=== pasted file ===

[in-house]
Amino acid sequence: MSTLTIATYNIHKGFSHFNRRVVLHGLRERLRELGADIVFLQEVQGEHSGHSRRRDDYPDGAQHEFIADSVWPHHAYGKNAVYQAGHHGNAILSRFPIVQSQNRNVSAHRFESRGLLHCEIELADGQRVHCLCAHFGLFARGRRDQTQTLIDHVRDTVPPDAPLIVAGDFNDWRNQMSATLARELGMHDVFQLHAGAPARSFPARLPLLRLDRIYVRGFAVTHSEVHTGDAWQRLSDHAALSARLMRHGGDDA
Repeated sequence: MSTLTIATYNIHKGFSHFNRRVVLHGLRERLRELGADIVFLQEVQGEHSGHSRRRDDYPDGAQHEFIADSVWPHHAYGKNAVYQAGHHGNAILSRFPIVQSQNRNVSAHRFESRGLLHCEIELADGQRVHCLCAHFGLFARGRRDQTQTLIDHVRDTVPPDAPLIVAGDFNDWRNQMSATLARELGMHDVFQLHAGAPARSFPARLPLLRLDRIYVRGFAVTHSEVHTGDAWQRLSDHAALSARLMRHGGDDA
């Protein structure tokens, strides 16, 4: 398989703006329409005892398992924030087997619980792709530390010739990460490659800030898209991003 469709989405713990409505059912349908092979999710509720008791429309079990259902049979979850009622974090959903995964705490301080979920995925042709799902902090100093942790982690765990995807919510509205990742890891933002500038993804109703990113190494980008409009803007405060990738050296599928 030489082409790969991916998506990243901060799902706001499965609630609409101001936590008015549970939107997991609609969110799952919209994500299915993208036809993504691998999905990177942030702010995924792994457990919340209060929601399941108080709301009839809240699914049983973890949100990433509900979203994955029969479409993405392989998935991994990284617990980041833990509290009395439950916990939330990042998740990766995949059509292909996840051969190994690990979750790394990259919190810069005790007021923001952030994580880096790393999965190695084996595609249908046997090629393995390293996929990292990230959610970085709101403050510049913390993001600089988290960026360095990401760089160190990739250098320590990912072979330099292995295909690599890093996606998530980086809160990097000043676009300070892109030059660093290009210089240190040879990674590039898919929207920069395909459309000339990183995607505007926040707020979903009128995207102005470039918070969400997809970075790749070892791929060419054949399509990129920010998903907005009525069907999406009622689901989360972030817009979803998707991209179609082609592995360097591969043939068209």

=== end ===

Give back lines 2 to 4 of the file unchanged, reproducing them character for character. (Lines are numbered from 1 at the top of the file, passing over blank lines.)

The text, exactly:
Amino acid sequence: MSTLTIATYNIHKGFSHFNRRVVLHGLRERLRELGADIVFLQEVQGEHSGHSRRRDDYPDGAQHEFIADSVWPHHAYGKNAVYQAGHHGNAILSRFPIVQSQNRNVSAHRFESRGLLHCEIELADGQRVHCLCAHFGLFARGRRDQTQTLIDHVRDTVPPDAPLIVAGDFNDWRNQMSATLARELGMHDVFQLHAGAPARSFPARLPLLRLDRIYVRGFAVTHSEVHTGDAWQRLSDHAALSARLMRHGGDDA
Repeated sequence: MSTLTIATYNIHKGFSHFNRRVVLHGLRERLRELGADIVFLQEVQGEHSGHSRRRDDYPDGAQHEFIADSVWPHHAYGKNAVYQAGHHGNAILSRFPIVQSQNRNVSAHRFESRGLLHCEIELADGQRVHCLCAHFGLFARGRRDQTQTLIDHVRDTVPPDAPLIVAGDFNDWRNQMSATLARELGMHDVFQLHAGAPARSFPARLPLLRLDRIYVRGFAVTHSEVHTGDAWQRLSDHAALSARLMRHGGDDA
């Protein structure tokens, strides 16, 4: 398989703006329409005892398992924030087997619980792709530390010739990460490659800030898209991003 469709989405713990409505059912349908092979999710509720008791429309079990259902049979979850009622974090959903995964705490301080979920995925042709799902902090100093942790982690765990995807919510509205990742890891933002500038993804109703990113190494980008409009803007405060990738050296599928 030489082409790969991916998506990243901060799902706001499965609630609409101001936590008015549970939107997991609609969110799952919209994500299915993208036809993504691998999905990177942030702010995924792994457990919340209060929601399941108080709301009839809240699914049983973890949100990433509900979203994955029969479409993405392989998935991994990284617990980041833990509290009395439950916990939330990042998740990766995949059509292909996840051969190994690990979750790394990259919190810069005790007021923001952030994580880096790393999965190695084996595609249908046997090629393995390293996929990292990230959610970085709101403050510049913390993001600089988290960026360095990401760089160190990739250098320590990912072979330099292995295909690599890093996606998530980086809160990097000043676009300070892109030059660093290009210089240190040879990674590039898919929207920069395909459309000339990183995607505007926040707020979903009128995207102005470039918070969400997809970075790749070892791929060419054949399509990129920010998903907005009525069907999406009622689901989360972030817009979803998707991209179609082609592995360097591969043939068209």